Privately, there are grumbles about discrimination, much of it of a social or bureaucratic nature. Some complain it is impossible for Jews to get senior positions in Iran Air, the national airline, or in the national oil company. A woman teacher says she has been passed by for promotion several times because she is Jewish and now hopes to emigrate to Los Angeles. A car-parts dealer says Jews have to wait much longer for travel documents and exit visas. The most pressing complaint is that, despite many petitions to parliament, Jewish schools must open on Saturdays, the Jewish Sabbath. …

    Why leave? At an antiques shop in central Tehran, Isaac, the elderly owner, says many Jews who once owned shops along the broad, bustling avenue have left in the past 20 years. He has not seen his sister since she emigrated to Israel 16 years ago, but he has no plans to leave. “The Jewish community has been here for centuries, and this shop has been in the family for more than 50 years,” he says, reeling off the famous customers who have visited. “Gen. [Charles] de Gaulle was here.”

    “But look at this,” he adds, brandishing an old black-and-white photograph of himself with his arm around curvaceous 1950s film star Gina Lollobrigida, who sports a beehive hairdo. “Really, it’s OK here, and it’s home,” he says.

Yes, this piece is several years old, but whenever the U.S. government and media go into a frenzy about how horrible some place or another is, it’s helpful to read accounts that predate the frenzy and aren’t so swayed – consciously or unconsciously – by the professionally crafted propaganda behind it.

A more recent report, from September 2001, provides deeper historical background than either of the previous pieces, including specific hardships faced by Iranian Jews over the centuries. I encourage you to read it, as well as this overview from the Foundation for the Advancement of Sephardic Studies and Culture. Some choice bits from the latter:

    It is one of the many paradoxes of the Islamic Republic of Iran that this most virulent anti-Israeli country supports by far the largest Jewish population of any Muslim country. …
    Iran’s Jewish community is confronted by contradictions. Many of the prayers uttered in synagogue, for instance, refer to the desire to see Jerusalem again. Yet there is no postal service or telephone contact with Israel, and any Iranian who dares travel to Israel faces imprisonment and passport confiscation. “We are Jews, not Zionists. We are a religious community, not a political one,” [Parvis] Yashaya said.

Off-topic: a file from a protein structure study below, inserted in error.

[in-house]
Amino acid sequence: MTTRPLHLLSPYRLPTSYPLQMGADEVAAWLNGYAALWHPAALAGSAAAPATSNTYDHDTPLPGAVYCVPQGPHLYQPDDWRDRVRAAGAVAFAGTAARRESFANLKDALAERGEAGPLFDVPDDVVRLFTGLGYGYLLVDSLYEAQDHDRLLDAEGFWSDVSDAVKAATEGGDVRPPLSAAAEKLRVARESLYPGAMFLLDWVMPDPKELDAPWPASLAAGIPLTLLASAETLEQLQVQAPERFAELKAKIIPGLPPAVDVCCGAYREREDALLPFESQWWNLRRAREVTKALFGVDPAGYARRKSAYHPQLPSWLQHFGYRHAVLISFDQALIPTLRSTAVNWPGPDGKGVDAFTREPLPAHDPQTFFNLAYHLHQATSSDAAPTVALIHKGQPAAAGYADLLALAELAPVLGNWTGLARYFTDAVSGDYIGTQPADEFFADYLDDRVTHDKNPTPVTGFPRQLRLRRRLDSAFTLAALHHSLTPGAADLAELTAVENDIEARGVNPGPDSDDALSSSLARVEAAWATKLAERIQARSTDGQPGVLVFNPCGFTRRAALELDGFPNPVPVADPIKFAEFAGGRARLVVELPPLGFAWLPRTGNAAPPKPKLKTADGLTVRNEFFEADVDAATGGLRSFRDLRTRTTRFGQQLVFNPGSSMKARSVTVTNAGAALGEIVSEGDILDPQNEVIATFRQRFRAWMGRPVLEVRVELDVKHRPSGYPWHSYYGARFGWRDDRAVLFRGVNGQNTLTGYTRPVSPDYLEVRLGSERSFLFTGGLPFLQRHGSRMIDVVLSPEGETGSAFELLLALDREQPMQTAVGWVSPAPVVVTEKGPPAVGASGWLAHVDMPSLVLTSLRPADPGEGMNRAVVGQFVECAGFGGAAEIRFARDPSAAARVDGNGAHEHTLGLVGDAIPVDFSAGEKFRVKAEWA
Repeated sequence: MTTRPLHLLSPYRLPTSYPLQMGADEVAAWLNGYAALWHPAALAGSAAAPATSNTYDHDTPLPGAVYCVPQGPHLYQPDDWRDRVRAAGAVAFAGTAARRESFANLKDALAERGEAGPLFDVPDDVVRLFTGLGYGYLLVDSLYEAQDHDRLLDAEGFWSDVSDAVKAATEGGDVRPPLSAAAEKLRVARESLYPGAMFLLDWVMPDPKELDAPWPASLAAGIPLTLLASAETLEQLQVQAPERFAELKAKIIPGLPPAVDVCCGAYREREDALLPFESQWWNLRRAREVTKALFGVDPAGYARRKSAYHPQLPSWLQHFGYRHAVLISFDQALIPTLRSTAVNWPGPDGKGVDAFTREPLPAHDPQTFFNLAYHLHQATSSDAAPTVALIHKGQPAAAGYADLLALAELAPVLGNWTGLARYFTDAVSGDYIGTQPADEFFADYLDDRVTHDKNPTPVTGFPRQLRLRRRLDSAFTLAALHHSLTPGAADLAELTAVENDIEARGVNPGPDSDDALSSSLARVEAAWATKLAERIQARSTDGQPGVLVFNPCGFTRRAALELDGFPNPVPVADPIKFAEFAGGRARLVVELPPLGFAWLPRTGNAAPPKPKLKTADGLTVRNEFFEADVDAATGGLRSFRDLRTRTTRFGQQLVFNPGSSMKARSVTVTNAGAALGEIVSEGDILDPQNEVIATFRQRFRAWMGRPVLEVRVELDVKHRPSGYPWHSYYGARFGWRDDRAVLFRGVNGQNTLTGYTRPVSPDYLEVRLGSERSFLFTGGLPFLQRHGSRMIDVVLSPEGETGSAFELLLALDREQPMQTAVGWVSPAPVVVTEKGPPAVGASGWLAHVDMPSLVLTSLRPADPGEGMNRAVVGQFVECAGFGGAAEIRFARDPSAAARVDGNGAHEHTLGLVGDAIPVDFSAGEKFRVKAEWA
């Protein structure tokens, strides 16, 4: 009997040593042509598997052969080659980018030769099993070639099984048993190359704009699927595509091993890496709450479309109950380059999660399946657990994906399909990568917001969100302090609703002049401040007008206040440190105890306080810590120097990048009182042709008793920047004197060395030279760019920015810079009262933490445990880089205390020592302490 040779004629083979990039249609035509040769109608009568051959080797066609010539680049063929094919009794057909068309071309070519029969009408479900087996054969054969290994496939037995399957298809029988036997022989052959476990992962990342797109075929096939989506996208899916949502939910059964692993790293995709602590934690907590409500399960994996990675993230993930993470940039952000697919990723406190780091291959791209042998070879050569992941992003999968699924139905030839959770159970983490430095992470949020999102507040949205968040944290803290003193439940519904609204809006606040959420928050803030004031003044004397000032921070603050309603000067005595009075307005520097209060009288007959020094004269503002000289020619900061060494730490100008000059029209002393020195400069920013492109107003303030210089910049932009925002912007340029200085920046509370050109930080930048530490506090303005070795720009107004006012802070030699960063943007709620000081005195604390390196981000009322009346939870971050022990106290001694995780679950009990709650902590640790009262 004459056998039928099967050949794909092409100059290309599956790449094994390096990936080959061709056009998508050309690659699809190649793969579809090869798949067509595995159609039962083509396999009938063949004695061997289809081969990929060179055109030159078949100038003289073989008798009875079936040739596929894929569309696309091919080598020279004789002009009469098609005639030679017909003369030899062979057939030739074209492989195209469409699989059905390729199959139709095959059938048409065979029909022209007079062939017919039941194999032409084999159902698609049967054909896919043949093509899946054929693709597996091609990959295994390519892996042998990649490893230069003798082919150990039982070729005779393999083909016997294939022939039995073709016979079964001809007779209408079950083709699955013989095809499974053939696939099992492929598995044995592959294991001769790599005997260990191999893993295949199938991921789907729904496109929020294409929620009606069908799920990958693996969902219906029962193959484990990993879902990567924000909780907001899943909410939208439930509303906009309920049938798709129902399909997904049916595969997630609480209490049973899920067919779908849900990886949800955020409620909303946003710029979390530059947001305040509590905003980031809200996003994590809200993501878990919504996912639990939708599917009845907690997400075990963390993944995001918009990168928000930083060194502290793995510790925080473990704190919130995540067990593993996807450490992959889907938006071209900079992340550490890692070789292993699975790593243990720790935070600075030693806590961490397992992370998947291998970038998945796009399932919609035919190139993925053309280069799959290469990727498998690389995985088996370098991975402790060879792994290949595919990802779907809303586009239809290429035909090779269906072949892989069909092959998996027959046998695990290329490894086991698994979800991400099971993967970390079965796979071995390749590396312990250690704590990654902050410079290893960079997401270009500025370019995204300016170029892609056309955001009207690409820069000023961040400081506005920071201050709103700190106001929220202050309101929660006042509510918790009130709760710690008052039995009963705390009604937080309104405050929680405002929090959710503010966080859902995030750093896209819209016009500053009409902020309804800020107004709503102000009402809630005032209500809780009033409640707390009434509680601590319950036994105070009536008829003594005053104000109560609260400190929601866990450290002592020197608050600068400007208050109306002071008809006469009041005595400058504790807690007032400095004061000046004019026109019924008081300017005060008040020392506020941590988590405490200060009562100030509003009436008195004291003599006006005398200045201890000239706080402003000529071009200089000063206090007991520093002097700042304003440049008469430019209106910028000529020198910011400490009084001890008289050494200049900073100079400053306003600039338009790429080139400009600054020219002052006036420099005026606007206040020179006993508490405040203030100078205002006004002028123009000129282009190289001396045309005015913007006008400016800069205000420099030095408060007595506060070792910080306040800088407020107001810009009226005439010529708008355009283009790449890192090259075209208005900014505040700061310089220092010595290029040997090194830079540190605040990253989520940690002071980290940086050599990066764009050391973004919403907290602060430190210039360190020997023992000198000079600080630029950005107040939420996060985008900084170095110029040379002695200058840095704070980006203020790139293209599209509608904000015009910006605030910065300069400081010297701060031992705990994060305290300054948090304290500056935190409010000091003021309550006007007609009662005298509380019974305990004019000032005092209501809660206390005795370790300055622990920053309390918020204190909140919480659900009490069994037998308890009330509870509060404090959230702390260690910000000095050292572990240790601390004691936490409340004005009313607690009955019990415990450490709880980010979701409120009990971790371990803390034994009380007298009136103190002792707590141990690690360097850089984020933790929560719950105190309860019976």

Before the revolution, Jews were well-represented among Iran’s business elite, holding key posts in the oil industry, banking and law, as well as in the traditional bazaar. The wave of anti-Israeli sentiment that swept Iran during the revolution, as well as large-scale confiscations of private wealth, sent thousands of the more affluent Jews fleeing to the United States or Israel. Those remaining lived in fear of pogroms, or massacres.
    But Khomeini met with the Jewish community upon his return from exile in Paris and issued a “fatwa” decreeing that the Jews were to be protected. Similar edicts also protect Iran’s tiny Christian minority. …
    Jewish women, like Muslim women, are required by law to keep their heads covered, although most eschew the chador for a simple scarf. But Jews, unlike Muslims, can keep small flasks of home-brewed wine or arrack to drink within the privacy of their homes – in theory, for religious purposes. Some Hebrew schools are coed, and men and women dance with each other at weddings, practices strictly forbidden for Muslims.
    “Sometimes I think they are kinder to the Jews than they are to themselves. … If we are gathered in a house, and the family is having a ceremony with wine or the music is playing too loud, if they find out we are Jews, they don’t bother us so much,” [Nahit] Eliyason said. “Everywhere in the world there are people who don’t like Jews. In England, they draw swastikas on Jewish graves. I don’t think that Iran is more dangerous for Jews than other places.” …
    Not everyone in the Jewish community favors liberalization of Iranian society. Arizel Levihim, 20, a prospective Hebrew teacher, said Judaism has fared better within the confines of Iran’s strictly religious society. “I believe it is good for women to keep their head covered. I think it is good to restrict relations between boys and girls,” Levihim said. “I agree with the ideals of the Islamic republic. These are Jewish values too.”

Yep, the world is far more inscrutable than the New York Post or Fox News would have you believe. After all, it was crazy fundamentalist misogynist Mahmoud Ahmadinejad who recently pushed (unsuccessfully) to allow women to attend soccer games. Go figure. And I know I’m going out on a limb here, but isn’t it just possible that, however hard their lot, Iran’s Jews prefer the status quo to being bombed into freedom by the U.S. or Israel?